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|On the Road in America
1960s and '70s
photos and commentary by
plus an audio interview with the
In the 1960s, Elaine Mayes was living in the Haight Ashbury district of San Francisco, where she was making photographs and documenting American culture, street life and the popular music scene. She got a gig taking photographs at the now-historic Montery Pop Festival in 1967, which resulted in a remarkable book of images (Jimi Hendrix, The Who, Janis Joplin, etc.).
Shortly after the Summer of Love, however, she accepted a position at the University of Minnesota to teach photography. She continued to teach — at Bard College, Hampshire College, Pratt Institute, Cooper Union, the International Center of Photography, and NYU — thereby influencing a generation or two of photographers.
In the meantime, of course, she continued to make her own photographs, but did little to promote her own work to the public.
She presented a brief but stunning retrsopective of her personal work in Portland, Oregon earlier this year. Just a few examples of her (relatively unkown) photographs are shown here, culled from three series: "auto-landscapes," natural landscapes, and personal "snaps".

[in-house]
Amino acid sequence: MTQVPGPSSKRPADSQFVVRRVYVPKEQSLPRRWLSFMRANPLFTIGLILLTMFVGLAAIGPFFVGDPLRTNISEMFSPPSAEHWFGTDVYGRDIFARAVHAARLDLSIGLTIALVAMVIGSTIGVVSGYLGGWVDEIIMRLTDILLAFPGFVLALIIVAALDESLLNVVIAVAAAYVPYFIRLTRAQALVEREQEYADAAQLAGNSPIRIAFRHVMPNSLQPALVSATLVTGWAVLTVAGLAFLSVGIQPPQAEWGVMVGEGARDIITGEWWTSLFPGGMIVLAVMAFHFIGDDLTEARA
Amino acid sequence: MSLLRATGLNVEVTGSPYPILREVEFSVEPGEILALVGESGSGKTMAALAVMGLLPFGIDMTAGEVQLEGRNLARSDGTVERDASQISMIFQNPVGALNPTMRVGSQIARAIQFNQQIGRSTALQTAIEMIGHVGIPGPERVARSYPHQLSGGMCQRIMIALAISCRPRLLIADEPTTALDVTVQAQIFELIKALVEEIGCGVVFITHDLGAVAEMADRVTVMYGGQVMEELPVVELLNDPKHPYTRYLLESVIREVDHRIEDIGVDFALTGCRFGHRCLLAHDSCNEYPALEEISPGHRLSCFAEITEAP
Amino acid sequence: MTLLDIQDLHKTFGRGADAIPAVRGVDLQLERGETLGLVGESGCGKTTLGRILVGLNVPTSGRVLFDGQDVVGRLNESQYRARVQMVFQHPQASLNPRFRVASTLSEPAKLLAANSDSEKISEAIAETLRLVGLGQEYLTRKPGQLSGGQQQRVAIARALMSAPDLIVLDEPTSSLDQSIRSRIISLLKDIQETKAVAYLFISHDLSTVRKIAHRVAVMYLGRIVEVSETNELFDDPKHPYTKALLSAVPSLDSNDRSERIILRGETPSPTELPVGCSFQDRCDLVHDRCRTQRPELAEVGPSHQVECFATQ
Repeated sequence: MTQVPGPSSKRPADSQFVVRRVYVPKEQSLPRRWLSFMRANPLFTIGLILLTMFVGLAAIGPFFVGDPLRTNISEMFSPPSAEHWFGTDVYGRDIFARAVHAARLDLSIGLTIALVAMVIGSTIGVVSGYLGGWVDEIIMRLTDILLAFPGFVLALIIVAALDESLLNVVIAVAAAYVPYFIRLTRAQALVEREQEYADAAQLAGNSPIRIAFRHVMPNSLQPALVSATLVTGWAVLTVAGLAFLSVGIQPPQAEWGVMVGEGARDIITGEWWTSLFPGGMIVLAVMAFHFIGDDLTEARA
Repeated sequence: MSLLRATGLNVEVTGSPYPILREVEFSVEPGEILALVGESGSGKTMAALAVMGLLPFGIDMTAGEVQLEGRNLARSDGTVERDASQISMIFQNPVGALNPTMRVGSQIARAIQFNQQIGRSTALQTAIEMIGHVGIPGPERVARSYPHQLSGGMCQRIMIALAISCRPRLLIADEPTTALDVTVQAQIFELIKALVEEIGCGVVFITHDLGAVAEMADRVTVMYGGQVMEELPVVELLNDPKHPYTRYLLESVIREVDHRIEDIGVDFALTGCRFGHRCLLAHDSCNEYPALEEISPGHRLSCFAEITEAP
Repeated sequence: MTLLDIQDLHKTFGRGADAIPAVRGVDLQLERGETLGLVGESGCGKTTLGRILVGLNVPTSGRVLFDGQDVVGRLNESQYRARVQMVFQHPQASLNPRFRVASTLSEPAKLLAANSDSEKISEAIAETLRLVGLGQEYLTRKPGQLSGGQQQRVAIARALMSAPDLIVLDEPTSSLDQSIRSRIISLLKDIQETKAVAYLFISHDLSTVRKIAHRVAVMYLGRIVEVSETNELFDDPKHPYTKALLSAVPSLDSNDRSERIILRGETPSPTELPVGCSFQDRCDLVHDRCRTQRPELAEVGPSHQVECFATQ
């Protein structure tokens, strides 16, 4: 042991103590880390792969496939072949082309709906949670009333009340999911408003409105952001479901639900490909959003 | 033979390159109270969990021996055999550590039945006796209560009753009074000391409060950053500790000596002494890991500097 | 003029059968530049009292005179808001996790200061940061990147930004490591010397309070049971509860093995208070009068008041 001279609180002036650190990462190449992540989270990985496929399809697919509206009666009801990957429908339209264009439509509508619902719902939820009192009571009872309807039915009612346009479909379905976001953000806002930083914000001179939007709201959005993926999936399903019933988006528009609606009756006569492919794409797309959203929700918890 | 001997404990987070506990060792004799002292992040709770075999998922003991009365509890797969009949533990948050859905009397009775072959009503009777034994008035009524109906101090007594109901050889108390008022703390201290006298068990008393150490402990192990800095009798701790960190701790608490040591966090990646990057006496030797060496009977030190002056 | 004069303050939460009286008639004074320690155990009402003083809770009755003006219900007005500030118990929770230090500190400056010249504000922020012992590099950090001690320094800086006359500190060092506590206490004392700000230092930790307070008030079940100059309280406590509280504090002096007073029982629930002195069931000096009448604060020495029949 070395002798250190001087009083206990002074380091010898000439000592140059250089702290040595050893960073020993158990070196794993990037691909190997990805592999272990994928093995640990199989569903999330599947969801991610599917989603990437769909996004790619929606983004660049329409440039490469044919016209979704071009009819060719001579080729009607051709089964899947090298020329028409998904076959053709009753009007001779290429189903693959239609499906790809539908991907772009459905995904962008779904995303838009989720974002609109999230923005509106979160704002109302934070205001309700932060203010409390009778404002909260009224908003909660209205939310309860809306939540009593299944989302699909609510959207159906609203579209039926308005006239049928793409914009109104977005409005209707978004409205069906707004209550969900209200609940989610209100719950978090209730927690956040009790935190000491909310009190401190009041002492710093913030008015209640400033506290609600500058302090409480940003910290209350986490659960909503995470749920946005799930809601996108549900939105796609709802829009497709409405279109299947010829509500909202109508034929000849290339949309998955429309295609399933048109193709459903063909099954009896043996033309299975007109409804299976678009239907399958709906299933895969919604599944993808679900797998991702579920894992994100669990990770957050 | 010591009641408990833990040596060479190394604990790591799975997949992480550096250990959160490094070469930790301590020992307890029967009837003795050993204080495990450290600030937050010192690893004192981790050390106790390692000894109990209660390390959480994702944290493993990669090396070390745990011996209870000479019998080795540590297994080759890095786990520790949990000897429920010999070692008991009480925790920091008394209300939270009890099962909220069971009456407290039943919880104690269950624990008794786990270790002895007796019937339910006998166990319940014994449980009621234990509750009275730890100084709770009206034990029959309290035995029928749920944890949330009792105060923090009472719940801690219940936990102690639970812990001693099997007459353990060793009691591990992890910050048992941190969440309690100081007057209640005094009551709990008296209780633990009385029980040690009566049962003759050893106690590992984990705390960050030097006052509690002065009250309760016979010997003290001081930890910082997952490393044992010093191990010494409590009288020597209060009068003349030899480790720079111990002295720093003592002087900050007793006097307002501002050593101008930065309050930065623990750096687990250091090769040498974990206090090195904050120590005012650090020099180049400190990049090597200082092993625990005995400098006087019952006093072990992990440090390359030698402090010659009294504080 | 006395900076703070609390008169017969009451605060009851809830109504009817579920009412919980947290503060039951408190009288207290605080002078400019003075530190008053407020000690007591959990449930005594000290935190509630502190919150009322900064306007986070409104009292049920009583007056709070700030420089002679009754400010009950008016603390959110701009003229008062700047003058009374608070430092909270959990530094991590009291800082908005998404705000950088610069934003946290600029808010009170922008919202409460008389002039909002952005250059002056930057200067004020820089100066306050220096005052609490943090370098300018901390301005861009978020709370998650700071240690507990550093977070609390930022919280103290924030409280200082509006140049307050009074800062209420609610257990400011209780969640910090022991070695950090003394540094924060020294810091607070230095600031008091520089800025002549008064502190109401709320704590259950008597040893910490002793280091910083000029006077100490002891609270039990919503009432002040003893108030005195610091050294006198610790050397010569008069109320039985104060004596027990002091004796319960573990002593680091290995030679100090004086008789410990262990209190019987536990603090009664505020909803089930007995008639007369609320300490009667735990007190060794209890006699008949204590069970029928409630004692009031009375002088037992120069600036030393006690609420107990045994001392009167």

Click on the links below to hear snippets of our conversation.
Elaine Mayes talks about:
° her beginnings and motivations as a photographer
° the joy of discovery in the darkroom
° a "photograph as an idea", and some early lessons from Minor White
° photography as "marksmanship" and the importance of knowing your equipment to capture spontaneity
° her current project of compiling the results of 25 years of photographing grafitti, with thoughts about un-self-conscious gestures and abstract expressionism.
I hope you find her images and words as inspiring as I do.
— Jim Casper
© 2005 Elaine Mayes
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